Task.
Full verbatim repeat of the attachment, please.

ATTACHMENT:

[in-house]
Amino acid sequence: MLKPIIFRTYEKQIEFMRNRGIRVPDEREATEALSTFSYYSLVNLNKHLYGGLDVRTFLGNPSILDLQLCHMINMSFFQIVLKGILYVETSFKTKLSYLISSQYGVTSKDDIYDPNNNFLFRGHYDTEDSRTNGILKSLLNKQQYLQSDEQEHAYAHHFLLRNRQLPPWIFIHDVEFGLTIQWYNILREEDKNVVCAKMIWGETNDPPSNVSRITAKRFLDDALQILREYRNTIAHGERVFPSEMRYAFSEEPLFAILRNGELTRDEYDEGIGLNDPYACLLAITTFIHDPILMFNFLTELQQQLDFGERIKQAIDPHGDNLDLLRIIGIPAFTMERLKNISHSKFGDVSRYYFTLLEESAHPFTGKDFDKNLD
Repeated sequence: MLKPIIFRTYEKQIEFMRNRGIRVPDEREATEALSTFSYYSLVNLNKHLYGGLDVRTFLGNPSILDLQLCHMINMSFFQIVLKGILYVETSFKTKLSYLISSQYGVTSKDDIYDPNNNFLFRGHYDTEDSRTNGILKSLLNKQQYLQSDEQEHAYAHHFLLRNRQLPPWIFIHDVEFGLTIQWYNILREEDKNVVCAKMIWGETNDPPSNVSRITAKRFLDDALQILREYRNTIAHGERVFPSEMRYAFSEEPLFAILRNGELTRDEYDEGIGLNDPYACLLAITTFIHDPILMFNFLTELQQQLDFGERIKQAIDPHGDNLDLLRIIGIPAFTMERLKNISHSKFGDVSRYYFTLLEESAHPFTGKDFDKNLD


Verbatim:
[in-house]
Amino acid sequence: MLKPIIFRTYEKQIEFMRNRGIRVPDEREATEALSTFSYYSLVNLNKHLYGGLDVRTFLGNPSILDLQLCHMINMSFFQIVLKGILYVETSFKTKLSYLISSQYGVTSKDDIYDPNNNFLFRGHYDTEDSRTNGILKSLLNKQQYLQSDEQEHAYAHHFLLRNRQLPPWIFIHDVEFGLTIQWYNILREEDKNVVCAKMIWGETNDPPSNVSRITAKRFLDDALQILREYRNTIAHGERVFPSEMRYAFSEEPLFAILRNGELTRDEYDEGIGLNDPYACLLAITTFIHDPILMFNFLTELQQQLDFGERIKQAIDPHGDNLDLLRIIGIPAFTMERLKNISHSKFGDVSRYYFTLLEESAHPFTGKDFDKNLD
Repeated sequence: MLKPIIFRTYEKQIEFMRNRGIRVPDEREATEALSTFSYYSLVNLNKHLYGGLDVRTFLGNPSILDLQLCHMINMSFFQIVLKGILYVETSFKTKLSYLISSQYGVTSKDDIYDPNNNFLFRGHYDTEDSRTNGILKSLLNKQQYLQSDEQEHAYAHHFLLRNRQLPPWIFIHDVEFGLTIQWYNILREEDKNVVCAKMIWGETNDPPSNVSRITAKRFLDDALQILREYRNTIAHGERVFPSEMRYAFSEEPLFAILRNGELTRDEYDEGIGLNDPYACLLAITTFIHDPILMFNFLTELQQQLDFGERIKQAIDPHGDNLDLLRIIGIPAFTMERLKNISHSKFGDVSRYYFTLLEESAHPFTGKDFDKNLD